Congressional Quarterly - Alan Greenblatt
Many candidates for Congress pledge allegiance to the idea of bringing the common-sense values of their own regions with them to Washington. Upon arrival, however, the temptation to use federal power, even at the expense of state and local governments back home, becomes too great for most members to resist.
“I’ve been disappointed to find so few voices in the United States Senate who respect the prerogatives of governors and mayors to make their own decisions,” complains Lamar Alexander, who’s in his third year as a senator. “The conservatives are as bad as the liberals — they get a good idea and then send the bill home.”
Alexander, Tennessee’s Republican governor from 1979 through 1986, has emerged as one of the most ardent advocates for state and local governments in Washington, working to protect their interests on issues from immigration to Internet taxation. For example, he backed a provision in the fiscal 2006 budget resolution designed to make it tougher for Congress to pass the cost of new federal programs down to states or localities.
His latest effort on the federalism front is a bill that would set time limits on federal consent decrees. Such consent decrees — essentially contracts, often enforced by the federal courts, between some unit of government and either another unit of government or an aggrieved group of citizens — have become a primary tool for ensuring that states and localities comply with federal rules in areas such as special education, water quality and Medicaid.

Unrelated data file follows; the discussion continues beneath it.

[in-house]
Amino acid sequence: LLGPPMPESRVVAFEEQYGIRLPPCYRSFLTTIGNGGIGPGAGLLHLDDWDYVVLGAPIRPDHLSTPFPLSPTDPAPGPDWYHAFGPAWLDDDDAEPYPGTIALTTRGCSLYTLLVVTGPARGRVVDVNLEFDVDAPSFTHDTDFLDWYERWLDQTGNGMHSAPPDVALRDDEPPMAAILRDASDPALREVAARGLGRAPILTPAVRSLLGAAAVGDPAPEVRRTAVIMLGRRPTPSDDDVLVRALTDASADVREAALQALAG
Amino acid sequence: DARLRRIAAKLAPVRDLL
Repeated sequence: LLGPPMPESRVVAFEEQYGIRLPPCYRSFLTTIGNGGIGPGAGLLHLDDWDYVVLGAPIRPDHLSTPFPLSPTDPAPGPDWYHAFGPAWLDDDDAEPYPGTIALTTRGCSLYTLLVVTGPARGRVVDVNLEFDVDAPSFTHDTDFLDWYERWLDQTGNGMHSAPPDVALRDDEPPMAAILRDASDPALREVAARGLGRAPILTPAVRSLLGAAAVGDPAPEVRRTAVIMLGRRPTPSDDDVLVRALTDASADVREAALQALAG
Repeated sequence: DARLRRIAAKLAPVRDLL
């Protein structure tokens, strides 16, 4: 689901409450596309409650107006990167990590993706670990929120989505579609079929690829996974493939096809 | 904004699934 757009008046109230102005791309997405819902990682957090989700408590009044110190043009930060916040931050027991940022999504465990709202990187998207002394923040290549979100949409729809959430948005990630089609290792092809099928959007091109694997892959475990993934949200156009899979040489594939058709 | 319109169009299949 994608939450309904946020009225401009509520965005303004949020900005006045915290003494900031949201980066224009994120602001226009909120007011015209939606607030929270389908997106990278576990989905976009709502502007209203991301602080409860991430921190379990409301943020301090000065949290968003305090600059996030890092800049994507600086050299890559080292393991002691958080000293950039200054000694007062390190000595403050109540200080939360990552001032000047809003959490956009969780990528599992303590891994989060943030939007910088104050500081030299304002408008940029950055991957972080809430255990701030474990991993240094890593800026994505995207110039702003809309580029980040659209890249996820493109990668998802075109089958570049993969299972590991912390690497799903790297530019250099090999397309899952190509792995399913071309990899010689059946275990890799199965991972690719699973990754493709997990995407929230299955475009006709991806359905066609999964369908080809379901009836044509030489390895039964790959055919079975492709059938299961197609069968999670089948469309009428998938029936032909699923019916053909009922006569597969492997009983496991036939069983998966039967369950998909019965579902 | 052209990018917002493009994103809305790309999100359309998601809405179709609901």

Alexander contends that the decrees don’t offer enough flexibility to the potentially endless generations of lawmakers required to live under them. He might feel some personal responsibility on the issue, since a Medicaid decree he signed two decades ago is one of several bedeviling Tennessee’s current governor, Democrat Phil Bredesen, as he tries to overhaul the troubled TennCare system.
“My sense is that he might be doing this both for home-state reasons and earnest, cerebral, good-government reasons,” says Michael Greve, director of the Federalism Project at the American Enterprise Institute, a conservative think tank. “He’s long lamented the fact that once these politicians come to Washington, they forget they were ever in the states.”
Predictably, advocates for various causes that have made good use of consent decrees oppose Alexander’s proposal. “This bill is a misguided effort to render enforcement of virtually all federal obligations against state governments unworkable,” says Simon Lazarus, public policy counsel for the National Senior Citizens Law Center, one of more than 80 groups that signed a letter to Congress in April opposing the legislation.
More surprising is the response from the very groups Alexander intends to help. Many lobbyists at state and local organizations are reluctant to criticize the bill publicly, but they are making clear their worry that such a law would diminish a legal device that mayors, county executives and governors have found handy for meeting various federal obligations.